Axel Plešingr (1933 - 2024)

 Axel Plešingr (1933 - 2024)

On Easter Monday, 1 April 2024, after a short illness, our colleague from the Geophysical Institute of the Czech Academy of Sciences, Axel Plešingr (also Plešinger), passed away at the age of ninety (90). Axel was one of the founders of European and, without exaggeration, world broadband seismometry.

What path did Axel Plešingr, born 14 July 1933, take to become an expert in broadband seismometry in Europe and the world? Far from a direct path, young Axel specialized in electronics and joined the Geophysical Institute. He was attracted to the institute by an ambitious space study project in the Department of Ionospheric Research, but soon descended from the heights of the ionosphere down below the Earth’s surface to fundamentally change the way seismologists listen to the Earth's pulses. He replaced the by-then widespread and traditionally accepted recordings of seismic motions using narrow-frequency passes with broadband-frequency recordings. Axel built a broadband system, not only at the observatory of the Geophysical Institute, near Kašperské Hory, but also in Książ, Silesia, Poland. In addition to establishing a databank of broadband recordings from the two European sites, Axel designed studies related to the structure of the crust in central Europe based on the dispersion of long- period, surface waves. His broadband system was unique at the time and inspired worldwide seismologists. Today, broadband registration is the standard in seismology, and the map of Europe and the world is dotted by such stations. Axel’s old records from Kašperské Hory and Książ provide invaluable insight into world earthquake recordings that occurred in the days of broadband prehistory.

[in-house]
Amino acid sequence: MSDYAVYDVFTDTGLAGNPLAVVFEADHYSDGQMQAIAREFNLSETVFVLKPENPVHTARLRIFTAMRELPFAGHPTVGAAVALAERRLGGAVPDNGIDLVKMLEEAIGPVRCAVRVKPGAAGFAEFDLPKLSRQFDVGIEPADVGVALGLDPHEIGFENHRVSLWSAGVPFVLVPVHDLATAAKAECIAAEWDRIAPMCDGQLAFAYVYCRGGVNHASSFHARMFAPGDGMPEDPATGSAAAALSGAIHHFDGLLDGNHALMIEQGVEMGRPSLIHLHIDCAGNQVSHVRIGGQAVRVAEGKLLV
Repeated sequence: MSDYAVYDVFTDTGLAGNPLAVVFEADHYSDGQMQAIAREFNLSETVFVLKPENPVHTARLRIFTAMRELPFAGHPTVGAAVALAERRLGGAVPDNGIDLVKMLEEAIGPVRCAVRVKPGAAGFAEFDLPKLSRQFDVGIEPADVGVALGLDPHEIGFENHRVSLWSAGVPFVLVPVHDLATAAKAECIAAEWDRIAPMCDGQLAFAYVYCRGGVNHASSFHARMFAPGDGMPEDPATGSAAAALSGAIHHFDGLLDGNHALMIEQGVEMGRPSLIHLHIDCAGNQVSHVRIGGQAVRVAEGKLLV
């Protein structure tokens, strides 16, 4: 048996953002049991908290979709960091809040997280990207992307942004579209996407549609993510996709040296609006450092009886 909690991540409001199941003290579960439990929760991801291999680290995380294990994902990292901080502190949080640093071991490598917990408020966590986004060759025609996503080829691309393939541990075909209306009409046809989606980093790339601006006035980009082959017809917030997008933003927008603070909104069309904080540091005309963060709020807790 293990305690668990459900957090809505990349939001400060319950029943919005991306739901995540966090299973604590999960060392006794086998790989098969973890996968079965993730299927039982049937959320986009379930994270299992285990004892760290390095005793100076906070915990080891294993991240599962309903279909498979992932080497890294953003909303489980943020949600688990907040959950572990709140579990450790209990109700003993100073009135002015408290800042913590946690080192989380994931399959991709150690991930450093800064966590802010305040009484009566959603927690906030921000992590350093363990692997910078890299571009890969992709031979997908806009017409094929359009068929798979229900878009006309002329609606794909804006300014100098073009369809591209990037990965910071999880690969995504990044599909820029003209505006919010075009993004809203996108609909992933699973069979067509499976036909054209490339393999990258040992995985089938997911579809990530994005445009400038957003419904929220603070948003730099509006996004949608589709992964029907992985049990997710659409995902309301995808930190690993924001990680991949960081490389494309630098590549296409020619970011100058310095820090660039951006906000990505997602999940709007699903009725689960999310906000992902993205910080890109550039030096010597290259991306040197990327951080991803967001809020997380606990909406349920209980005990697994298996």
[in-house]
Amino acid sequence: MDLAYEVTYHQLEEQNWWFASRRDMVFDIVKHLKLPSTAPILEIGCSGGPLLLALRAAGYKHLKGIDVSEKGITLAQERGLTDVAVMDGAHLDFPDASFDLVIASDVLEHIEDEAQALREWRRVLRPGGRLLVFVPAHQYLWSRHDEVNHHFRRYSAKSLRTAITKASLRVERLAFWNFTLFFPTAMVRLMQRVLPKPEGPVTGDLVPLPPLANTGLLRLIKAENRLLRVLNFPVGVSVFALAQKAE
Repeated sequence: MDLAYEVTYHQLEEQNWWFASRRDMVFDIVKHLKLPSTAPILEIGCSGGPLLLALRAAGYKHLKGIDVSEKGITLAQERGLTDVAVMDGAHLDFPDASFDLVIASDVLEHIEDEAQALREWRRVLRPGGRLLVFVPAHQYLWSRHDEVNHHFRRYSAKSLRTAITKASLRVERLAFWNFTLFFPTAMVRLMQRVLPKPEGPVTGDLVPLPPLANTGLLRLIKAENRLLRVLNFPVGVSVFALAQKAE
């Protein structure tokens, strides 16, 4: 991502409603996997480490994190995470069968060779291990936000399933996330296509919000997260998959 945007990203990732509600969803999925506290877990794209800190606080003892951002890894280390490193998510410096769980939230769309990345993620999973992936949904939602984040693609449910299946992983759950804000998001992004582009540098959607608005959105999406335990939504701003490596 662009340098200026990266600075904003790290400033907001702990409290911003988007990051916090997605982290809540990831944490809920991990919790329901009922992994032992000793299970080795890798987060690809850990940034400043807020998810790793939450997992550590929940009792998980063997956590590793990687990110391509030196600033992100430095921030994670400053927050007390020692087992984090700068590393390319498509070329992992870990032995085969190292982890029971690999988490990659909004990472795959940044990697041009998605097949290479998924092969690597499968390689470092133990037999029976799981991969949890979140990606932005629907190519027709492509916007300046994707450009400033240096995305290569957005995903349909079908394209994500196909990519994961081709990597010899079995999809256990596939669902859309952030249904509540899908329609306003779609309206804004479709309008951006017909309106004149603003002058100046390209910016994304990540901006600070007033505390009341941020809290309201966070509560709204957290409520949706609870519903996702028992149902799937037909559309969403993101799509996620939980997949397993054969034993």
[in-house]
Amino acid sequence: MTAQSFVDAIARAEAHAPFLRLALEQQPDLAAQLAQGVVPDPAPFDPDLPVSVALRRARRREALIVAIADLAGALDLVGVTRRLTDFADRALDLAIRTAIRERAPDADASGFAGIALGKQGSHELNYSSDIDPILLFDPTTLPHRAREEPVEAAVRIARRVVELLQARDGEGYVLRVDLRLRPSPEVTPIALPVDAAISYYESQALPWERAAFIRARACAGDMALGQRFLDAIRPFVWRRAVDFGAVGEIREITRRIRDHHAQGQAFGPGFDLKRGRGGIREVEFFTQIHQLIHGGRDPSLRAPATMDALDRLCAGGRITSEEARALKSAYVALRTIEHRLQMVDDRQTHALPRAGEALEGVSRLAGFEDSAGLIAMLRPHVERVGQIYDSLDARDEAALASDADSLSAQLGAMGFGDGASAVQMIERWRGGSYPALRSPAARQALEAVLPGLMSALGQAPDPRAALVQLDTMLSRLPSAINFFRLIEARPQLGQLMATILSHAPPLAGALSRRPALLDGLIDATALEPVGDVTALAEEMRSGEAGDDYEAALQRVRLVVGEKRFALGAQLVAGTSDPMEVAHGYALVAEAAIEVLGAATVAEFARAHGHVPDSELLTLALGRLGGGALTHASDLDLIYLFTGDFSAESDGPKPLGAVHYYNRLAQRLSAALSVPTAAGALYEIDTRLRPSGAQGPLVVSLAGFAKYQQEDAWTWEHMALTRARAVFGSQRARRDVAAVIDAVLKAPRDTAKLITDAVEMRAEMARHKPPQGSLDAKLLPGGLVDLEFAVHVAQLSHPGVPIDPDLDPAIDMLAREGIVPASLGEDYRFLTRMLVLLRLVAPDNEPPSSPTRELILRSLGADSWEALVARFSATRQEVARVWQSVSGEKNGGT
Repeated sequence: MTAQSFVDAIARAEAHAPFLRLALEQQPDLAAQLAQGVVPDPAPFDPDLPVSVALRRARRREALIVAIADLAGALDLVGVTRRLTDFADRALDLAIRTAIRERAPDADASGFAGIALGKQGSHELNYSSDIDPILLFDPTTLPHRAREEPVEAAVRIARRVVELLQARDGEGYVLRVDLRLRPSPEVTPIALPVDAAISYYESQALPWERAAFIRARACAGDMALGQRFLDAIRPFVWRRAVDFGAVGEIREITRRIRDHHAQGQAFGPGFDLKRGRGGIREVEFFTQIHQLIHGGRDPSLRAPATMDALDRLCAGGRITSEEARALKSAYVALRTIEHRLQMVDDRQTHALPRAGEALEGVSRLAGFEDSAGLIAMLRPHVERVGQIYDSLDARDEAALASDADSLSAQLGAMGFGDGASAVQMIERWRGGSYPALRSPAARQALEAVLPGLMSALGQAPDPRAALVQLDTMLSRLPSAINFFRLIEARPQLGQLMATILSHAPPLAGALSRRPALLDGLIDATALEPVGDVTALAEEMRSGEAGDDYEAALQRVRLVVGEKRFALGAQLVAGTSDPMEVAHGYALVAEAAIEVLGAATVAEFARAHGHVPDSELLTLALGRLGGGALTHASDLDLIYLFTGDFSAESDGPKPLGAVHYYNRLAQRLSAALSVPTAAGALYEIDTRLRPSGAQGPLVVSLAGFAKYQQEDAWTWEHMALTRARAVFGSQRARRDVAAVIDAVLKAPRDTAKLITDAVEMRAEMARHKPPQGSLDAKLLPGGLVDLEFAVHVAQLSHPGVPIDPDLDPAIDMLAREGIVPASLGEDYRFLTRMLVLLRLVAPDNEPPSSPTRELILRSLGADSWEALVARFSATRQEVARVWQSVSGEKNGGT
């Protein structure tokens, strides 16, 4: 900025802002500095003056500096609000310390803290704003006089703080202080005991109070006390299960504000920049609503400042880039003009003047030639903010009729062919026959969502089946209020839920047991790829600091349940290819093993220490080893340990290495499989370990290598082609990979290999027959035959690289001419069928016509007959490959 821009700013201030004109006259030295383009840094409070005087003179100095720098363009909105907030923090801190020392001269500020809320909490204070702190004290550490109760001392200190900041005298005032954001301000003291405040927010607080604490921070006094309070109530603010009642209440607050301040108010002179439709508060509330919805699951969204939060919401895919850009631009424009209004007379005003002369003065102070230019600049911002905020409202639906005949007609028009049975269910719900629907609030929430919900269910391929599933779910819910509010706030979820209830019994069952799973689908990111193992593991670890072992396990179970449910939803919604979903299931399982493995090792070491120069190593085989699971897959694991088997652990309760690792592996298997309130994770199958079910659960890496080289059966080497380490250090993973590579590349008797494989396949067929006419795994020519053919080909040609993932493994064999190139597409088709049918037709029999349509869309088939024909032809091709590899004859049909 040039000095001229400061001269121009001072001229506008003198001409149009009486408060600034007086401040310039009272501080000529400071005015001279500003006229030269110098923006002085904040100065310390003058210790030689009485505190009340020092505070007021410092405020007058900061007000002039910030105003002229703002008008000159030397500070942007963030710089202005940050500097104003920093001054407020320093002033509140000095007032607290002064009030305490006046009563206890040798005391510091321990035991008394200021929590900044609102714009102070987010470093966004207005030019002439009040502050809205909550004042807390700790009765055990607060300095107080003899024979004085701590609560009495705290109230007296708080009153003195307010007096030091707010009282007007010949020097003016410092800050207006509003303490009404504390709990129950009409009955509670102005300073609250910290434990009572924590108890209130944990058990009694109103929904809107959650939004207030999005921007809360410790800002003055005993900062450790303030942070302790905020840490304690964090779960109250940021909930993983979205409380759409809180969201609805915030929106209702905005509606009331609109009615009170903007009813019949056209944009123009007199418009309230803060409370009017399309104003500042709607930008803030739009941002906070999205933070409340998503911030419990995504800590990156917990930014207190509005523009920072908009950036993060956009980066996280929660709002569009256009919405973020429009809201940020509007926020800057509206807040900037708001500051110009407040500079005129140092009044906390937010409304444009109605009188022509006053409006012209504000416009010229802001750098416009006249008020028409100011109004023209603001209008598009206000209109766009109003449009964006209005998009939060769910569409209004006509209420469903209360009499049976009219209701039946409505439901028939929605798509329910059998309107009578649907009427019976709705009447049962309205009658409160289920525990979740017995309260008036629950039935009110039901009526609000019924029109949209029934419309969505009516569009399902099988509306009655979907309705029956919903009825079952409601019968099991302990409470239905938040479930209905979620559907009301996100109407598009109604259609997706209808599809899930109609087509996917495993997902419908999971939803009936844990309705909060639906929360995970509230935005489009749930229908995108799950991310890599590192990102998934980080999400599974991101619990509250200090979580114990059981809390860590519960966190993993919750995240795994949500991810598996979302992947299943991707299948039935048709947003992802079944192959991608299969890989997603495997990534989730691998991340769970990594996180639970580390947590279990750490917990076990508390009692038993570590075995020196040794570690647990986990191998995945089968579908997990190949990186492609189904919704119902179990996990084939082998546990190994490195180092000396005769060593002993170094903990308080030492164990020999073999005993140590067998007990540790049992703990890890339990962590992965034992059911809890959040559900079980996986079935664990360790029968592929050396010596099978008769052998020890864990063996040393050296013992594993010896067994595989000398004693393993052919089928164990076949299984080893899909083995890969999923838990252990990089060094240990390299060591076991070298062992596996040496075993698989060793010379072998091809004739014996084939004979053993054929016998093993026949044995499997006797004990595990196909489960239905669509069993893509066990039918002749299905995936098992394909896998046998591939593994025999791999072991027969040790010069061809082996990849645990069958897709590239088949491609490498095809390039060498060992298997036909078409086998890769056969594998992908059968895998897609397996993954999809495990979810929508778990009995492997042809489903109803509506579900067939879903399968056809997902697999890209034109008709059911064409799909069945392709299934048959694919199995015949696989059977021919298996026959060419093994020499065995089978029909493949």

Axel Plešingr was not just a world-renowned expert in seismometry. Due to his specialty in seismic wave recording, Axel became a seismologist par excellence. His perfect understanding of seismic data, and his ability to accurately distinguish between natural signal and instrument artifacts on seismograms, led to fundamental studies: on the time functions of regional earthquakes, on the possibilities of studying lithospheric anisotropy, and on the possibilities of automatic type analyses for distinguishing between natural earthquakes and artificial seismic phenomena. As a recognized expert in seismometry, Axel helped to introduce modern methods of data recording and processing in many places around the world. His teaching abilities and his role as an expert in various seismological schools and courses, organized by scientific associations such as the European Seismological Commission or the International Union of Geodesy and Geophysics, cannot be overlooked.

In his scientific commitment, Axel Plešingr was rigorous and unrelenting in professional matters, but in his heart, he was always kind and willing to help. He helped others with his peculiar humor, and all of us who were in contact with him at the Geophysical Institute adored him for his spirit. In our memories, he remains with us.

Ivan Pšenčík and Jan Šílený, Czech Academy of Sciences